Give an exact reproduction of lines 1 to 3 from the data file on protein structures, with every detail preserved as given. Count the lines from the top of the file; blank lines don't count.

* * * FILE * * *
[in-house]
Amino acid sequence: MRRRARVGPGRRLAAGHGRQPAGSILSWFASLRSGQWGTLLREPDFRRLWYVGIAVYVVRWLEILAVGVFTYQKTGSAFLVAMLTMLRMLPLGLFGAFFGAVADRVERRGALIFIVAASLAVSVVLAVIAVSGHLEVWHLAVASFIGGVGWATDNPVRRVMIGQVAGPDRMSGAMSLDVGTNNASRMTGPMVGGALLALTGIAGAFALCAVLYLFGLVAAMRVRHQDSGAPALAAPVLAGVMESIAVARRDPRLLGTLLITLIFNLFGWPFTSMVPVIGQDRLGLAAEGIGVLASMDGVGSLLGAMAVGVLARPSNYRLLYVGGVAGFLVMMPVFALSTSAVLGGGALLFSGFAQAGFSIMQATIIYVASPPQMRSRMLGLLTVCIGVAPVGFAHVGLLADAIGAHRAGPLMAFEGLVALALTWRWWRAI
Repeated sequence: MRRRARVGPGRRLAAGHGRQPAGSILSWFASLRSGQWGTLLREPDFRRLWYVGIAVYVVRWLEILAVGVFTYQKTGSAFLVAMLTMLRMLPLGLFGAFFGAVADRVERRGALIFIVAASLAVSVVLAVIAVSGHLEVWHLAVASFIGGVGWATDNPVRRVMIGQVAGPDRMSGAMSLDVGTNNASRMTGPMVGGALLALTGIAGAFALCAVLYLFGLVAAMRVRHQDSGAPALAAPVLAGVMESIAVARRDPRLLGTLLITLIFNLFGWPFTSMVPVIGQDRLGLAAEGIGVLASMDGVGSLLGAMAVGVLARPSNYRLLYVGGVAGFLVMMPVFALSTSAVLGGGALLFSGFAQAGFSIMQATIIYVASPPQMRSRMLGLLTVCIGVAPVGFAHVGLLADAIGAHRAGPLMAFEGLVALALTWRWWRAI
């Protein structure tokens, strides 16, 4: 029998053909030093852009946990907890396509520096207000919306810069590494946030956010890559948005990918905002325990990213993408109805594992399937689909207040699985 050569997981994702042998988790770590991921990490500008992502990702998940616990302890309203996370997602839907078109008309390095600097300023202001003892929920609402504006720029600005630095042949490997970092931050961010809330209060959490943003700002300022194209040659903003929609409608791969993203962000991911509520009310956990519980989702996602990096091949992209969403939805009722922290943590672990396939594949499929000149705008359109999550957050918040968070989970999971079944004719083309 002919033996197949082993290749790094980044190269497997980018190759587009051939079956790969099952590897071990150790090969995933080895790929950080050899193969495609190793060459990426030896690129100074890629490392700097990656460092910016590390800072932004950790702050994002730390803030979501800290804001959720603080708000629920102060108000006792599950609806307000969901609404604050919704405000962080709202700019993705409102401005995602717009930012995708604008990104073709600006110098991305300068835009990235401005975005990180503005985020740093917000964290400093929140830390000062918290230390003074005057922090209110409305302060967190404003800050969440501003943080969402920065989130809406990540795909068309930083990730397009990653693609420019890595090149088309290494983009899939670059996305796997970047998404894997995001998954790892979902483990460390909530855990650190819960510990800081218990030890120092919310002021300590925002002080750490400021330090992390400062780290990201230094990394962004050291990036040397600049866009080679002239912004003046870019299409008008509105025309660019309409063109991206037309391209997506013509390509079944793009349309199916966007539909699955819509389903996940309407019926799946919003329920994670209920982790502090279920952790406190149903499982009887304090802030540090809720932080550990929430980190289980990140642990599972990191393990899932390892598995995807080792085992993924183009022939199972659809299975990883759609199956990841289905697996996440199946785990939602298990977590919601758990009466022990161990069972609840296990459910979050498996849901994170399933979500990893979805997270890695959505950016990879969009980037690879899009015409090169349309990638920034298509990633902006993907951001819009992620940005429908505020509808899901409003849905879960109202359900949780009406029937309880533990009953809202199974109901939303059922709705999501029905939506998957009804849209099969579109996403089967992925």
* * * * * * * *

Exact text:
[in-house]
Amino acid sequence: MRRRARVGPGRRLAAGHGRQPAGSILSWFASLRSGQWGTLLREPDFRRLWYVGIAVYVVRWLEILAVGVFTYQKTGSAFLVAMLTMLRMLPLGLFGAFFGAVADRVERRGALIFIVAASLAVSVVLAVIAVSGHLEVWHLAVASFIGGVGWATDNPVRRVMIGQVAGPDRMSGAMSLDVGTNNASRMTGPMVGGALLALTGIAGAFALCAVLYLFGLVAAMRVRHQDSGAPALAAPVLAGVMESIAVARRDPRLLGTLLITLIFNLFGWPFTSMVPVIGQDRLGLAAEGIGVLASMDGVGSLLGAMAVGVLARPSNYRLLYVGGVAGFLVMMPVFALSTSAVLGGGALLFSGFAQAGFSIMQATIIYVASPPQMRSRMLGLLTVCIGVAPVGFAHVGLLADAIGAHRAGPLMAFEGLVALALTWRWWRAI
Repeated sequence: MRRRARVGPGRRLAAGHGRQPAGSILSWFASLRSGQWGTLLREPDFRRLWYVGIAVYVVRWLEILAVGVFTYQKTGSAFLVAMLTMLRMLPLGLFGAFFGAVADRVERRGALIFIVAASLAVSVVLAVIAVSGHLEVWHLAVASFIGGVGWATDNPVRRVMIGQVAGPDRMSGAMSLDVGTNNASRMTGPMVGGALLALTGIAGAFALCAVLYLFGLVAAMRVRHQDSGAPALAAPVLAGVMESIAVARRDPRLLGTLLITLIFNLFGWPFTSMVPVIGQDRLGLAAEGIGVLASMDGVGSLLGAMAVGVLARPSNYRLLYVGGVAGFLVMMPVFALSTSAVLGGGALLFSGFAQAGFSIMQATIIYVASPPQMRSRMLGLLTVCIGVAPVGFAHVGLLADAIGAHRAGPLMAFEGLVALALTWRWWRAI